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Jason D'Cruz

Interesting post!

I wonder whether we can ever really purge science, and especially social psychology, of the bias in favor of counter-intuitiveness. The reason why many people are interested in social psychology is that they are interested to learn whether commonly held assumptions about human behavior and interaction are true. We might doubt that they are. But to learn that they are true after all is not very exciting. It doesn't feel like learning. (Even if it is).

Your point about our commonsense beliefs being in tension with each other is an apt reply to this. But I wonder whether our commonsense psychological beliefs really are like this. Consider again the platitudes you mentioned: "Absence makes the heart grow stronger" and "Out of sight, out of mind". I suspect that we already have commonsense beliefs about the scope of these beliefs. For example, if you know the date when your beloved will return, and that date is not too far off, and you think about your beloved a lot, then your beloved's absence will increase your desire. On the other hand, if you don't care very much about the absent person, and you are tempted to do something that they would frown upon, you are likely to ignore their preferences when they are gone. etc, etc, etc...

Now, if these commonsense beliefs about the scope of folk psychological platitudes were shown to be false by psychological science, that would be interesting. But the interest would like in their counter-intuitiveness, no?

Josh May

Nice post about an excellent excerpt! I totally agree with your points. I'll add this: Sometimes it's hard to tell what's intuitive or common sense anyhow. And sometimes what really is intuitive or common sense can still be in some sense surprising and important to prove empirically.

Here's an example. I'm teaching Hume in an Ethical Theory class right now and going over his views about sympathy. From the armchair, Hume (and others) have realized that sympathy/empathy is partial to those we care more about, are closer to, etc. Yet Hume also thought we can sometimes be genuinely altruistic. I think this is all really common sense, but we often forget these facts or don't dwell on them. The later experimental findings supporting Hume's ideas (see e.g. C. Daniel Batson's awesome work), which Hume didn't have access to, are in some sense surprising. Even if they're not surprising to some, they're important at least because some theorists deny the apparent truisms (e.g. egoists). At any rate, such findings are important to uncover scientifically to make sure we have an accurate picture of the mind, regardless of intuitiveness, as you say.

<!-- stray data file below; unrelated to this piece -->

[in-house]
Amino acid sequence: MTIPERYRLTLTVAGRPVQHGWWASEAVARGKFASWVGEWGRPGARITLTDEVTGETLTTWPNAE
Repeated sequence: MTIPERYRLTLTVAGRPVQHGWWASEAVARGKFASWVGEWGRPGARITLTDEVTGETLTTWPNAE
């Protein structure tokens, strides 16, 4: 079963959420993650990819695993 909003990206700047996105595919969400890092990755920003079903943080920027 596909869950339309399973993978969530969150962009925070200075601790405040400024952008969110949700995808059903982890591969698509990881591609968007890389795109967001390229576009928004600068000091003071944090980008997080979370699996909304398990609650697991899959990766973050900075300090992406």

Shen-yi Liao

@ Jason

Thanks for the response. It's really hard for me to even make armchair conjectures about my own mental states, but I would guess my confidence in the scope claims are much lower than in the first-order truisms. So, even if I learn something "intuitive" of that sort, I could still feel like I've learned something because I get a big increase in confidence. Similarly for magnitude. But, that's just a guess.

@ Josh

Thanks for the reference! I agree, it's really hard to tell what's intuitive or not. We're fairly clever creatures, and we can assimilate evidence really quickly so that what used to be counter-intuitive now seems intuitive. Indeed, that's one thought behind the full title of Duncan Watts's book: Everything is Obvious (Once You Know the Answer).

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